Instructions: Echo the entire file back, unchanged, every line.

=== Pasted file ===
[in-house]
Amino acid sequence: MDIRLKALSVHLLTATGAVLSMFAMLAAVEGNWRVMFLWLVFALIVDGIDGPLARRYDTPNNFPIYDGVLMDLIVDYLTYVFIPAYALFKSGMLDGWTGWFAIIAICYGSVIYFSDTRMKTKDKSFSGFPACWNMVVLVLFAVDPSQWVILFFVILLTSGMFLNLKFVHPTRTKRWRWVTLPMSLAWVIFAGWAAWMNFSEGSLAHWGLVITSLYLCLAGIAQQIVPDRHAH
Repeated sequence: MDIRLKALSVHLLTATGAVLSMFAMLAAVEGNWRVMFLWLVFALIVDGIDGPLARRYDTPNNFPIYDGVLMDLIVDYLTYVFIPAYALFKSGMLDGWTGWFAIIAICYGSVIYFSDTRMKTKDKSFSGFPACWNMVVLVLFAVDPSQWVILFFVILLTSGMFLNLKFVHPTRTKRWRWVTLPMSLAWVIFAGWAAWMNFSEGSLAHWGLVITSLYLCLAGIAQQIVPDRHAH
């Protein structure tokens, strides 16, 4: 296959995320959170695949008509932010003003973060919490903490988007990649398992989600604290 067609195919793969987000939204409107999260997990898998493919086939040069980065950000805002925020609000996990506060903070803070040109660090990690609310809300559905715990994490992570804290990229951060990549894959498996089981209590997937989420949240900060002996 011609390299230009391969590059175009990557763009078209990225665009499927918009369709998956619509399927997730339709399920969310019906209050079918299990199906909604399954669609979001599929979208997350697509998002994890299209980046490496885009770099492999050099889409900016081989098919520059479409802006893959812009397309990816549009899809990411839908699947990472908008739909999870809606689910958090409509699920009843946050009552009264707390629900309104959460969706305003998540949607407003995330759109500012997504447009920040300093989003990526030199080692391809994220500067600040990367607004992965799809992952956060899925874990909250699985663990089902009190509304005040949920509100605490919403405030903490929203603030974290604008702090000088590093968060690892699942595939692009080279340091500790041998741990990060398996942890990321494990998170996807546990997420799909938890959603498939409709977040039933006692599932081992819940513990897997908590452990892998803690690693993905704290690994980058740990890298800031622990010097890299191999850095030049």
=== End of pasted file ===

[in-house]
Amino acid sequence: MDIRLKALSVHLLTATGAVLSMFAMLAAVEGNWRVMFLWLVFALIVDGIDGPLARRYDTPNNFPIYDGVLMDLIVDYLTYVFIPAYALFKSGMLDGWTGWFAIIAICYGSVIYFSDTRMKTKDKSFSGFPACWNMVVLVLFAVDPSQWVILFFVILLTSGMFLNLKFVHPTRTKRWRWVTLPMSLAWVIFAGWAAWMNFSEGSLAHWGLVITSLYLCLAGIAQQIVPDRHAH
Repeated sequence: MDIRLKALSVHLLTATGAVLSMFAMLAAVEGNWRVMFLWLVFALIVDGIDGPLARRYDTPNNFPIYDGVLMDLIVDYLTYVFIPAYALFKSGMLDGWTGWFAIIAICYGSVIYFSDTRMKTKDKSFSGFPACWNMVVLVLFAVDPSQWVILFFVILLTSGMFLNLKFVHPTRTKRWRWVTLPMSLAWVIFAGWAAWMNFSEGSLAHWGLVITSLYLCLAGIAQQIVPDRHAH
């Protein structure tokens, strides 16, 4: 296959995320959170695949008509932010003003973060919490903490988007990649398992989600604290 067609195919793969987000939204409107999260997990898998493919086939040069980065950000805002925020609000996990506060903070803070040109660090990690609310809300559905715990994490992570804290990229951060990549894959498996089981209590997937989420949240900060002996 011609390299230009391969590059175009990557763009078209990225665009499927918009369709998956619509399927997730339709399920969310019906209050079918299990199906909604399954669609979001599929979208997350697509998002994890299209980046490496885009770099492999050099889409900016081989098919520059479409802006893959812009397309990816549009899809990411839908699947990472908008739909999870809606689910958090409509699920009843946050009552009264707390629900309104959460969706305003998540949607407003995330759109500012997504447009920040300093989003990526030199080692391809994220500067600040990367607004992965799809992952956060899925874990909250699985663990089902009190509304005040949920509100605490919403405030903490929203603030974290604008702090000088590093968060690892699942595939692009080279340091500790041998741990990060398996942890990321494990998170996807546990997420799909938890959603498939409709977040039933006692599932081992819940513990897997908590452990892998803690690693993905704290690994980058740990890298800031622990010097890299191999850095030049």